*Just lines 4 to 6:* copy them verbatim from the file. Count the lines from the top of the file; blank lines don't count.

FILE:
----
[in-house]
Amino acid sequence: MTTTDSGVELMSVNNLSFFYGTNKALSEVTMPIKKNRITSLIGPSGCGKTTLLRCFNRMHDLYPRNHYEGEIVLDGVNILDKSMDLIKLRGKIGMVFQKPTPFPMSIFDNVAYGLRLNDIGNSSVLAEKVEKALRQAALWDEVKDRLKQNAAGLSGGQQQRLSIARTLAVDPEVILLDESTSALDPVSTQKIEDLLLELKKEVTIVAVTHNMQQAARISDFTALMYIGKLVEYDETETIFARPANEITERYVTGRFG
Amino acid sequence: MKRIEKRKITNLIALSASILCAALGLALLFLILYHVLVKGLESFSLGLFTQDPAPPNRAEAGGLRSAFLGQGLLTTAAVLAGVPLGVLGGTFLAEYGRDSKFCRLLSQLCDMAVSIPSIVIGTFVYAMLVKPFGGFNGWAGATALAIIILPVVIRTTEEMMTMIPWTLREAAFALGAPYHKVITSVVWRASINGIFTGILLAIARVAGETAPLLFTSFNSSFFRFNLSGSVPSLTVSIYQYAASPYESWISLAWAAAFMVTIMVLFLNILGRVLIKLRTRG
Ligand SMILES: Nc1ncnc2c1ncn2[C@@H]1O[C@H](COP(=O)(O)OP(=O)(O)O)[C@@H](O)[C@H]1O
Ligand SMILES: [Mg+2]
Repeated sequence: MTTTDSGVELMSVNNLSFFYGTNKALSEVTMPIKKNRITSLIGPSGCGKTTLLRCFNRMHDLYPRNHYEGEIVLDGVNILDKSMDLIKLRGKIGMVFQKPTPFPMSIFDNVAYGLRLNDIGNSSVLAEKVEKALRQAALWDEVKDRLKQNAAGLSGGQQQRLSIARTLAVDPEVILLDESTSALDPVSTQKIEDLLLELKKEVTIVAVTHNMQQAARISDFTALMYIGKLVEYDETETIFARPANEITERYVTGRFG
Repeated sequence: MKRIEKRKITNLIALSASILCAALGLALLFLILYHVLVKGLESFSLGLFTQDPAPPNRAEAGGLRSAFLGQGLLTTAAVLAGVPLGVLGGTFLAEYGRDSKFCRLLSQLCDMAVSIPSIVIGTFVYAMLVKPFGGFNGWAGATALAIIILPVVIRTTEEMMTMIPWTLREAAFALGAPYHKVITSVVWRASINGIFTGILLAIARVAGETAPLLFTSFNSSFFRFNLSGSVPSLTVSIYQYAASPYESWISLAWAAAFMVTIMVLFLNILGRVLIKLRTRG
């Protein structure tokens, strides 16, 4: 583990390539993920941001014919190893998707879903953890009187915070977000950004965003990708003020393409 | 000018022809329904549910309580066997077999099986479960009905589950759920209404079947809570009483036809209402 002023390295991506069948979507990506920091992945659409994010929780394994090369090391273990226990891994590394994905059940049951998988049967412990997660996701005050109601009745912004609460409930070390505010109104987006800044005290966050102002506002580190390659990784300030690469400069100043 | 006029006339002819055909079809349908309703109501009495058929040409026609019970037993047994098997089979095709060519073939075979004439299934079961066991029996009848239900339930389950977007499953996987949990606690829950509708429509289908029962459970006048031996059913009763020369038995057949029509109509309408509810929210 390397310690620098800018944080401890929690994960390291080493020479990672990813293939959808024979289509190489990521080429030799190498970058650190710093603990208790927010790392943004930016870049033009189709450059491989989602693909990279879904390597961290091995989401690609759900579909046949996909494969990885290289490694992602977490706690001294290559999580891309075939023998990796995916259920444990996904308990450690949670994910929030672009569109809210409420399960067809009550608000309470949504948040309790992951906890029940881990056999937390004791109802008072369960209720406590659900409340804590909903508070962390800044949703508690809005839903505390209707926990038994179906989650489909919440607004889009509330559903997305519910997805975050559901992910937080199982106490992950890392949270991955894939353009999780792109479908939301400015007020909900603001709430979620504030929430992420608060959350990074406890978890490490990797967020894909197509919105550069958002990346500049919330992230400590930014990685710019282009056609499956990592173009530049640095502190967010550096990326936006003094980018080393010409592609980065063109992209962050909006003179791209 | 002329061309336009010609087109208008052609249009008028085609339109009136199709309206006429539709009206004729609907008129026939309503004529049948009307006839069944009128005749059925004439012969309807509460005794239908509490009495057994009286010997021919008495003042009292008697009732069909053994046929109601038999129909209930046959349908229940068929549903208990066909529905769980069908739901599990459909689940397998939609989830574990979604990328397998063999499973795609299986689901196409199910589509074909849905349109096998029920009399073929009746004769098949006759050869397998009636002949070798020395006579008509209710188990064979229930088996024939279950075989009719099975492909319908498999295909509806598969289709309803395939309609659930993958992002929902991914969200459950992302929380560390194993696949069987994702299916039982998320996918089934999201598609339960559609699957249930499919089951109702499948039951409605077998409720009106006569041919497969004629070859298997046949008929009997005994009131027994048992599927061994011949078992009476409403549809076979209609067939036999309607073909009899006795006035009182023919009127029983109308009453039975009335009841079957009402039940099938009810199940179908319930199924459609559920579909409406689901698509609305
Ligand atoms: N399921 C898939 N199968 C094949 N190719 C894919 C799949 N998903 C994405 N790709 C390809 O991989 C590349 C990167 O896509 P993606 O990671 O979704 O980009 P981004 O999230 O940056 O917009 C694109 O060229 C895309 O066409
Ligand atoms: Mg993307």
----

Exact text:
Ligand SMILES: Nc1ncnc2c1ncn2[C@@H]1O[C@H](COP(=O)(O)OP(=O)(O)O)[C@@H](O)[C@H]1O
Ligand SMILES: [Mg+2]
Repeated sequence: MTTTDSGVELMSVNNLSFFYGTNKALSEVTMPIKKNRITSLIGPSGCGKTTLLRCFNRMHDLYPRNHYEGEIVLDGVNILDKSMDLIKLRGKIGMVFQKPTPFPMSIFDNVAYGLRLNDIGNSSVLAEKVEKALRQAALWDEVKDRLKQNAAGLSGGQQQRLSIARTLAVDPEVILLDESTSALDPVSTQKIEDLLLELKKEVTIVAVTHNMQQAARISDFTALMYIGKLVEYDETETIFARPANEITERYVTGRFG